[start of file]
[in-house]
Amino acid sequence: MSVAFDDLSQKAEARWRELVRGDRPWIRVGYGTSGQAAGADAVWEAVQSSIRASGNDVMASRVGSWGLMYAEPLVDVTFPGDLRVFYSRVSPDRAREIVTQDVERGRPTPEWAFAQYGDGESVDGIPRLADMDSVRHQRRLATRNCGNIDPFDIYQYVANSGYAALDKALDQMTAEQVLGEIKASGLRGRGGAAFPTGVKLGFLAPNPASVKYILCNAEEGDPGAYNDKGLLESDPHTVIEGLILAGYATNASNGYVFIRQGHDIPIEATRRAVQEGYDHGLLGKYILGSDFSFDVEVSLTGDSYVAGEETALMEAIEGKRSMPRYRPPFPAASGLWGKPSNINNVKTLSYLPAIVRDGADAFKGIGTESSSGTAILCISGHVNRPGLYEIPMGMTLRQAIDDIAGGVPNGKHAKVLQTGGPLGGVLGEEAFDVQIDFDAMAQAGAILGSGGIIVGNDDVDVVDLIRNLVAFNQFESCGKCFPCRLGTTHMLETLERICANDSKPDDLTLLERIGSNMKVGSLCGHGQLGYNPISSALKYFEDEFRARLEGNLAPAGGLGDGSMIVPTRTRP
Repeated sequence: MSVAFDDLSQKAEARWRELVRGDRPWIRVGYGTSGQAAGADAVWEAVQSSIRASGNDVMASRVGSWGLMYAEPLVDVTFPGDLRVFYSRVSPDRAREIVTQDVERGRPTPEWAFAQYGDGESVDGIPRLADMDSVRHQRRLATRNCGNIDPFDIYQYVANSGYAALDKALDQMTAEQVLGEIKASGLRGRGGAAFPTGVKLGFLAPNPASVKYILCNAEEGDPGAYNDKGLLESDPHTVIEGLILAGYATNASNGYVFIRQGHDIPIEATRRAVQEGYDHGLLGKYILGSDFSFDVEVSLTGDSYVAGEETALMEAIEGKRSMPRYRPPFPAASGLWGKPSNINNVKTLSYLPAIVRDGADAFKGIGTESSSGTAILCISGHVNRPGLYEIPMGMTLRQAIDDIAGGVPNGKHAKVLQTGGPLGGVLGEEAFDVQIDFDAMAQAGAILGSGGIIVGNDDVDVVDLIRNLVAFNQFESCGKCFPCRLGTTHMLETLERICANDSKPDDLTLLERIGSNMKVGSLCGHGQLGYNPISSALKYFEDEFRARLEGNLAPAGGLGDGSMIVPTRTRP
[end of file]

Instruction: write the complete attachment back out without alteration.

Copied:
[in-house]
Amino acid sequence: MSVAFDDLSQKAEARWRELVRGDRPWIRVGYGTSGQAAGADAVWEAVQSSIRASGNDVMASRVGSWGLMYAEPLVDVTFPGDLRVFYSRVSPDRAREIVTQDVERGRPTPEWAFAQYGDGESVDGIPRLADMDSVRHQRRLATRNCGNIDPFDIYQYVANSGYAALDKALDQMTAEQVLGEIKASGLRGRGGAAFPTGVKLGFLAPNPASVKYILCNAEEGDPGAYNDKGLLESDPHTVIEGLILAGYATNASNGYVFIRQGHDIPIEATRRAVQEGYDHGLLGKYILGSDFSFDVEVSLTGDSYVAGEETALMEAIEGKRSMPRYRPPFPAASGLWGKPSNINNVKTLSYLPAIVRDGADAFKGIGTESSSGTAILCISGHVNRPGLYEIPMGMTLRQAIDDIAGGVPNGKHAKVLQTGGPLGGVLGEEAFDVQIDFDAMAQAGAILGSGGIIVGNDDVDVVDLIRNLVAFNQFESCGKCFPCRLGTTHMLETLERICANDSKPDDLTLLERIGSNMKVGSLCGHGQLGYNPISSALKYFEDEFRARLEGNLAPAGGLGDGSMIVPTRTRP
Repeated sequence: MSVAFDDLSQKAEARWRELVRGDRPWIRVGYGTSGQAAGADAVWEAVQSSIRASGNDVMASRVGSWGLMYAEPLVDVTFPGDLRVFYSRVSPDRAREIVTQDVERGRPTPEWAFAQYGDGESVDGIPRLADMDSVRHQRRLATRNCGNIDPFDIYQYVANSGYAALDKALDQMTAEQVLGEIKASGLRGRGGAAFPTGVKLGFLAPNPASVKYILCNAEEGDPGAYNDKGLLESDPHTVIEGLILAGYATNASNGYVFIRQGHDIPIEATRRAVQEGYDHGLLGKYILGSDFSFDVEVSLTGDSYVAGEETALMEAIEGKRSMPRYRPPFPAASGLWGKPSNINNVKTLSYLPAIVRDGADAFKGIGTESSSGTAILCISGHVNRPGLYEIPMGMTLRQAIDDIAGGVPNGKHAKVLQTGGPLGGVLGEEAFDVQIDFDAMAQAGAILGSGGIIVGNDDVDVVDLIRNLVAFNQFESCGKCFPCRLGTTHMLETLERICANDSKPDDLTLLERIGSNMKVGSLCGHGQLGYNPISSALKYFEDEFRARLEGNLAPAGGLGDGSMIVPTRTRP